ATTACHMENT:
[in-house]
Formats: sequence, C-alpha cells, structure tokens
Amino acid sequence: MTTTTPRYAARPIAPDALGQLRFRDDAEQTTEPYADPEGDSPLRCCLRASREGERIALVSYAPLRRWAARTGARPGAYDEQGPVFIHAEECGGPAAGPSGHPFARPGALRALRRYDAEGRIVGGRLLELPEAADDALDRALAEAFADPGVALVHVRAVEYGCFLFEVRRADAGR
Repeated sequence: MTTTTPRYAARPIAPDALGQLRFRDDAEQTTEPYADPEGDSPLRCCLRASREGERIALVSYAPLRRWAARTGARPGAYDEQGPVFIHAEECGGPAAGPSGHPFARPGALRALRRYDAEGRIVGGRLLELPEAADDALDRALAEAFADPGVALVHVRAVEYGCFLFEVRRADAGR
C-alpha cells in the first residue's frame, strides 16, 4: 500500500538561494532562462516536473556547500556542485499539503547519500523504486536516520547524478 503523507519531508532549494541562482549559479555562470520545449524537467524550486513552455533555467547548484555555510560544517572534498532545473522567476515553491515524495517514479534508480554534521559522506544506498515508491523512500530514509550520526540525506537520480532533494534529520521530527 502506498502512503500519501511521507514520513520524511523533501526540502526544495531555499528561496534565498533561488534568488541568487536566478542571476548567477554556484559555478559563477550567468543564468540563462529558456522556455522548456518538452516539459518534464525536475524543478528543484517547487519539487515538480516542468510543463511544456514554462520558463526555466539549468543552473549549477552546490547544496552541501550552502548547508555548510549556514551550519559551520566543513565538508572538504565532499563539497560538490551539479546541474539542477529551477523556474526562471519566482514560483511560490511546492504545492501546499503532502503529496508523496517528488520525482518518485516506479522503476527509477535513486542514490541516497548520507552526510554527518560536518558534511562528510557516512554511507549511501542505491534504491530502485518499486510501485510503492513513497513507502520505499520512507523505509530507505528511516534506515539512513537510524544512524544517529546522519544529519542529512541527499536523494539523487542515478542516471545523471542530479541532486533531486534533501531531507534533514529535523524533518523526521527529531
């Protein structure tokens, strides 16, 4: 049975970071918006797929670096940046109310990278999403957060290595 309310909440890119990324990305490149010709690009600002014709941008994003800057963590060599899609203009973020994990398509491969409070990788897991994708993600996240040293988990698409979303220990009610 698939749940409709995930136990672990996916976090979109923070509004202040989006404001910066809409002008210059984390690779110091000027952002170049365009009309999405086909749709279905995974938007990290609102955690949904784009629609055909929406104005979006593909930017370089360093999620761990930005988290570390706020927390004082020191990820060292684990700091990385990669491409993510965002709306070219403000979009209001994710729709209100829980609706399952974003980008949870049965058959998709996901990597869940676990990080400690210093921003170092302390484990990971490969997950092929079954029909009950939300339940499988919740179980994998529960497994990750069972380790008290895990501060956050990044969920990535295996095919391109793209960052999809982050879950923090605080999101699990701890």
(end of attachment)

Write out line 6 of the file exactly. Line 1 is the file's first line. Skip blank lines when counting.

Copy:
């Protein structure tokens, strides 16, 4: 049975970071918006797929670096940046109310990278999403957060290595 309310909440890119990324990305490149010709690009600002014709941008994003800057963590060599899609203009973020994990398509491969409070990788897991994708993600996240040293988990698409979303220990009610 698939749940409709995930136990672990996916976090979109923070509004202040989006404001910066809409002008210059984390690779110091000027952002170049365009009309999405086909749709279905995974938007990290609102955690949904784009629609055909929406104005979006593909930017370089360093999620761990930005988290570390706020927390004082020191990820060292684990700091990385990669491409993510965002709306070219403000979009209001994710729709209100829980609706399952974003980008949870049965058959998709996901990597869940676990990080400690210093921003170092302390484990990971490969997950092929079954029909009950939300339940499988919740179980994998529960497994990750069972380790008290895990501060956050990044969920990535295996095919391109793209960052999809982050879950923090605080999101699990701890």